The Power of the Printed-on-Demand Word

Digital evangelists: if you have any doubt about the convincing power of print, then order yourself a book of your own making over at Lulu.com — remember to put your name prominently on the cover — and show it around to your friends. That’s what I did for a project I’m working on with Steven Heller; I wrote and designed a ten-page spread (illustrated by my good friend, the incomparably hilarious Olso Davis) and created a PDF in which the pages are repeated over and over again about fifteen times, then sent it off to Lulu.com for a single hardcopy.

The effect I was going for was a kind of bookish trompe l’oeil in which I create the impression of a real, full-length book. But more on that when the project actually comes to fruition.

In the meantime, I’m very pleasantly surprised and delighted by my first experiment with Lulu.com. I just got the end product in the mail last week, and when I opened it up I saw it was really just a bunch of laser prints hardbound together — nevertheless, it’s convincing as heck. When I show it to friends and colleagues, their eyes light up with amazement at my name on the cover. I mean, it stops people in their tracks. Sadly, Web sites don’t do that.

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  1. Awesome! Are you planning to add this to the Subtraction store? :) I viewed the LuLu.com site and the image they use on their site was a poor example to what they produced, but after seeing your book, perhaps I’ll give em a try. Thanks!

  2. and when I opened it up I saw it was really just a bunch of laser prints hardbound together

    Is it so? I mean, probably the printing technology used by Lulu amounts to laser printing, but isn’t it any better that a desktop laser printer?

    I guess I’ll have to order something myself to find out. But seeing JPG Magazine and Candykiller, they don’t seem like “a bunch of laser prints”. It’s only black and white book printing that’s so bad? Or does it have to do with the paper stocks they offer?

  3. I’m curious about the print quality too. They don’t seem to mention much about it on their site.

    Is it just a pretty standard laser stock?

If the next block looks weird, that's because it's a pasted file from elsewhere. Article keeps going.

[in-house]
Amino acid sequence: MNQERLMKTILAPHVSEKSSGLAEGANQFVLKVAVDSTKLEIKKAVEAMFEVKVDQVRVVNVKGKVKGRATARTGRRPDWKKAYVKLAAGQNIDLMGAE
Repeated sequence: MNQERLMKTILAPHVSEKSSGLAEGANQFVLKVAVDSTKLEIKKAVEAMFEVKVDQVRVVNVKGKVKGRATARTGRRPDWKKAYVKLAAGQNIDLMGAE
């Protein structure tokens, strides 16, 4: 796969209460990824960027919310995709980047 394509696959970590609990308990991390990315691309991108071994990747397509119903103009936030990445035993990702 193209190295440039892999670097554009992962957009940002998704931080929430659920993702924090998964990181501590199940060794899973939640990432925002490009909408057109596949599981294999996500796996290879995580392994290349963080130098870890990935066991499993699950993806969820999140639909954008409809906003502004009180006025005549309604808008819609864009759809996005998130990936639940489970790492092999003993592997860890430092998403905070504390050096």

I guess I’ll have to get something printed to find out! Their prices aren’t too bad at all.

  4. As a web designer, I’ve worked on plenty of big, big brand sites or projects.

    Nothing however gave me the thrill of seeing my work in the shops, having done a promotional sleeve for Gillette Venus razors, along with a POS stand.

    The web is very much throwaway in comparison to print (even though print eventual does get thrown away as opposed to a web site ending up in a recycling bin). Existence as such on the web isn’t so much as a virtual reality, as much as an unreality. A web page is a simulacrum of the real world. Print brings our work into an actuality that we can genuinely relate to, whereas we are distanced from web.

    Perhaps the next generation will have less of a mental barrier to overcome when distinguishing between the two.

  5. Your own desktop publishing seems very fun. I think it would be superb if one could make a hardcopy notebook as a journal or a sketchbook.

    I must say I’m an avid fan of illustration therefore Davis’ imagery is quite entertaining. Can we have a few more flicks of your print?

    Remarking on “Web sites don’t do that”, I disagree: many sites take my breath away, including the overcomplex simplicity of Subtraction!

  6. Very cool, though it’s a bit troubling you would repeat the content 15 times just to make the book look bigger…that’s not a self-publishing trend I would want to encourage.